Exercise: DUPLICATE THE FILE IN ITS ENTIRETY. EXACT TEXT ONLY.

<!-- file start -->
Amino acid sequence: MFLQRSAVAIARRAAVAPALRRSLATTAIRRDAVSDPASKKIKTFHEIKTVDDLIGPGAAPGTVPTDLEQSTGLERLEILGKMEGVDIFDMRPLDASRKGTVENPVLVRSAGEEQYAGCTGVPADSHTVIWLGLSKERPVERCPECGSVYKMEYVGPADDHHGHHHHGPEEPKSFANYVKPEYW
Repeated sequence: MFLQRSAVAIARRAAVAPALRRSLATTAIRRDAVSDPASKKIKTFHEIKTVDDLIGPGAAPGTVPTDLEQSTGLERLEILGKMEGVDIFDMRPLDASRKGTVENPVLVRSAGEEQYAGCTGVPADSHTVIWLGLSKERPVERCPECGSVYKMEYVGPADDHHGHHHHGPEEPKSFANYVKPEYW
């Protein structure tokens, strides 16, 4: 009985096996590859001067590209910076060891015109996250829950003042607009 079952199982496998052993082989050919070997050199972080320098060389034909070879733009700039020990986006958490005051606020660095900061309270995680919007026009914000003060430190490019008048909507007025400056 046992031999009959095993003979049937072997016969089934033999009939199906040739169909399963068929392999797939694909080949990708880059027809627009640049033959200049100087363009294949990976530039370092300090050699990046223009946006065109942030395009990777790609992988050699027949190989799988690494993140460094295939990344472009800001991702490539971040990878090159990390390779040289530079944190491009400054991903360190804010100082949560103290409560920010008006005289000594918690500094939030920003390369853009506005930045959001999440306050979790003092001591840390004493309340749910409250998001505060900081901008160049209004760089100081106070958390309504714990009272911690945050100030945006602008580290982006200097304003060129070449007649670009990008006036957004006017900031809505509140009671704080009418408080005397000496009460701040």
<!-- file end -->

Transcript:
Amino acid sequence: MFLQRSAVAIARRAAVAPALRRSLATTAIRRDAVSDPASKKIKTFHEIKTVDDLIGPGAAPGTVPTDLEQSTGLERLEILGKMEGVDIFDMRPLDASRKGTVENPVLVRSAGEEQYAGCTGVPADSHTVIWLGLSKERPVERCPECGSVYKMEYVGPADDHHGHHHHGPEEPKSFANYVKPEYW
Repeated sequence: MFLQRSAVAIARRAAVAPALRRSLATTAIRRDAVSDPASKKIKTFHEIKTVDDLIGPGAAPGTVPTDLEQSTGLERLEILGKMEGVDIFDMRPLDASRKGTVENPVLVRSAGEEQYAGCTGVPADSHTVIWLGLSKERPVERCPECGSVYKMEYVGPADDHHGHHHHGPEEPKSFANYVKPEYW
């Protein structure tokens, strides 16, 4: 009985096996590859001067590209910076060891015109996250829950003042607009 079952199982496998052993082989050919070997050199972080320098060389034909070879733009700039020990986006958490005051606020660095900061309270995680919007026009914000003060430190490019008048909507007025400056 046992031999009959095993003979049937072997016969089934033999009939199906040739169909399963068929392999797939694909080949990708880059027809627009640049033959200049100087363009294949990976530039370092300090050699990046223009946006065109942030395009990777790609992988050699027949190989799988690494993140460094295939990344472009800001991702490539971040990878090159990390390779040289530079944190491009400054991903360190804010100082949560103290409560920010008006005289000594918690500094939030920003390369853009506005930045959001999440306050979790003092001591840390004493309340749910409250998001505060900081901008160049209004760089100081106070958390309504714990009272911690945050100030945006602008580290982006200097304003060129070449007649670009990008006036957004006017900031809505509140009671704080009418408080005397000496009460701040």